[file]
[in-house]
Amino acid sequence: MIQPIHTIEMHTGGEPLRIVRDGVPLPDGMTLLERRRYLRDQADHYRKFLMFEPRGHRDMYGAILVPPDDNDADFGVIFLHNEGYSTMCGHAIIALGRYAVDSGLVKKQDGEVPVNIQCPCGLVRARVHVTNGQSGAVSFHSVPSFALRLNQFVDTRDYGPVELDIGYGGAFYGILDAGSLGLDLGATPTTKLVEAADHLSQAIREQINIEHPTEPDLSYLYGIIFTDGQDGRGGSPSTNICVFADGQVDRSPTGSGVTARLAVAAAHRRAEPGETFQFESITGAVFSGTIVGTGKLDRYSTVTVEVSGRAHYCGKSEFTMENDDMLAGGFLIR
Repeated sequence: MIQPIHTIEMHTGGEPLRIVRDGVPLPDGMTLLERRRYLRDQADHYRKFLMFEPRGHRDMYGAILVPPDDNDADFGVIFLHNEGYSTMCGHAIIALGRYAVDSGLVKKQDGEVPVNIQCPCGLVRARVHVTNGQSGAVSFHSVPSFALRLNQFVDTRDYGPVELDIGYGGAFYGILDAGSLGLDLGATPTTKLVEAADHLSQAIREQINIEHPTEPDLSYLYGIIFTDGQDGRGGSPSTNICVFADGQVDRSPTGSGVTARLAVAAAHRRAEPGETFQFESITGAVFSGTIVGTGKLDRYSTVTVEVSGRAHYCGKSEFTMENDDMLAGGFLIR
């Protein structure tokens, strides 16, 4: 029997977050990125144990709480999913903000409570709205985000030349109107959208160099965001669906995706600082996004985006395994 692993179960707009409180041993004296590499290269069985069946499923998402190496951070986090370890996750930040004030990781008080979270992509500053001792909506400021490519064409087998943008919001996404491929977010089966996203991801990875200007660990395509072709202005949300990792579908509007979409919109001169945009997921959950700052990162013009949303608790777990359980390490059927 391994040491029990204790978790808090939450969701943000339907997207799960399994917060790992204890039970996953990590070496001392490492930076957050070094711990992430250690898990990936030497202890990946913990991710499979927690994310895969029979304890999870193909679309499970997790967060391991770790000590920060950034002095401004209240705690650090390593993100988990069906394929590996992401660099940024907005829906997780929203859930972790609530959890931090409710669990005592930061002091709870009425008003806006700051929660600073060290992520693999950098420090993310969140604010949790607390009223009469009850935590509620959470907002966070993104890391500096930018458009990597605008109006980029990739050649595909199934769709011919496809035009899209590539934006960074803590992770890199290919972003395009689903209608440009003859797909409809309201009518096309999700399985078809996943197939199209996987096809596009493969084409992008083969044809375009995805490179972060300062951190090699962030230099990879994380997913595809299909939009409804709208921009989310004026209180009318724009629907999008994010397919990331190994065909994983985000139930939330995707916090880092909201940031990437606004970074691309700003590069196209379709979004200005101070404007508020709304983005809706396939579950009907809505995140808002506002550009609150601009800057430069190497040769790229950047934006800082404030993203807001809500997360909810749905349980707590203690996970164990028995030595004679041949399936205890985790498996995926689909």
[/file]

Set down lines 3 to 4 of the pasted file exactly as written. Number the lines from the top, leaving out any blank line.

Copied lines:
Repeated sequence: MIQPIHTIEMHTGGEPLRIVRDGVPLPDGMTLLERRRYLRDQADHYRKFLMFEPRGHRDMYGAILVPPDDNDADFGVIFLHNEGYSTMCGHAIIALGRYAVDSGLVKKQDGEVPVNIQCPCGLVRARVHVTNGQSGAVSFHSVPSFALRLNQFVDTRDYGPVELDIGYGGAFYGILDAGSLGLDLGATPTTKLVEAADHLSQAIREQINIEHPTEPDLSYLYGIIFTDGQDGRGGSPSTNICVFADGQVDRSPTGSGVTARLAVAAAHRRAEPGETFQFESITGAVFSGTIVGTGKLDRYSTVTVEVSGRAHYCGKSEFTMENDDMLAGGFLIR
């Protein structure tokens, strides 16, 4: 029997977050990125144990709480999913903000409570709205985000030349109107959208160099965001669906995706600082996004985006395994 692993179960707009409180041993004296590499290269069985069946499923998402190496951070986090370890996750930040004030990781008080979270992509500053001792909506400021490519064409087998943008919001996404491929977010089966996203991801990875200007660990395509072709202005949300990792579908509007979409919109001169945009997921959950700052990162013009949303608790777990359980390490059927 391994040491029990204790978790808090939450969701943000339907997207799960399994917060790992204890039970996953990590070496001392490492930076957050070094711990992430250690898990990936030497202890990946913990991710499979927690994310895969029979304890999870193909679309499970997790967060391991770790000590920060950034002095401004209240705690650090390593993100988990069906394929590996992401660099940024907005829906997780929203859930972790609530959890931090409710669990005592930061002091709870009425008003806006700051929660600073060290992520693999950098420090993310969140604010949790607390009223009469009850935590509620959470907002966070993104890391500096930018458009990597605008109006980029990739050649595909199934769709011919496809035009899209590539934006960074803590992770890199290919972003395009689903209608440009003859797909409809309201009518096309999700399985078809996943197939199209996987096809596009493969084409992008083969044809375009995805490179972060300062951190090699962030230099990879994380997913595809299909939009409804709208921009989310004026209180009318724009629907999008994010397919990331190994065909994983985000139930939330995707916090880092909201940031990437606004970074691309700003590069196209379709979004200005101070404007508020709304983005809706396939579950009907809505995140808002506002550009609150601009800057430069190497040769790229950047934006800082404030993203807001809500997360909810749905349980707590203690996970164990028995030595004679041949399936205890985790498996995926689909």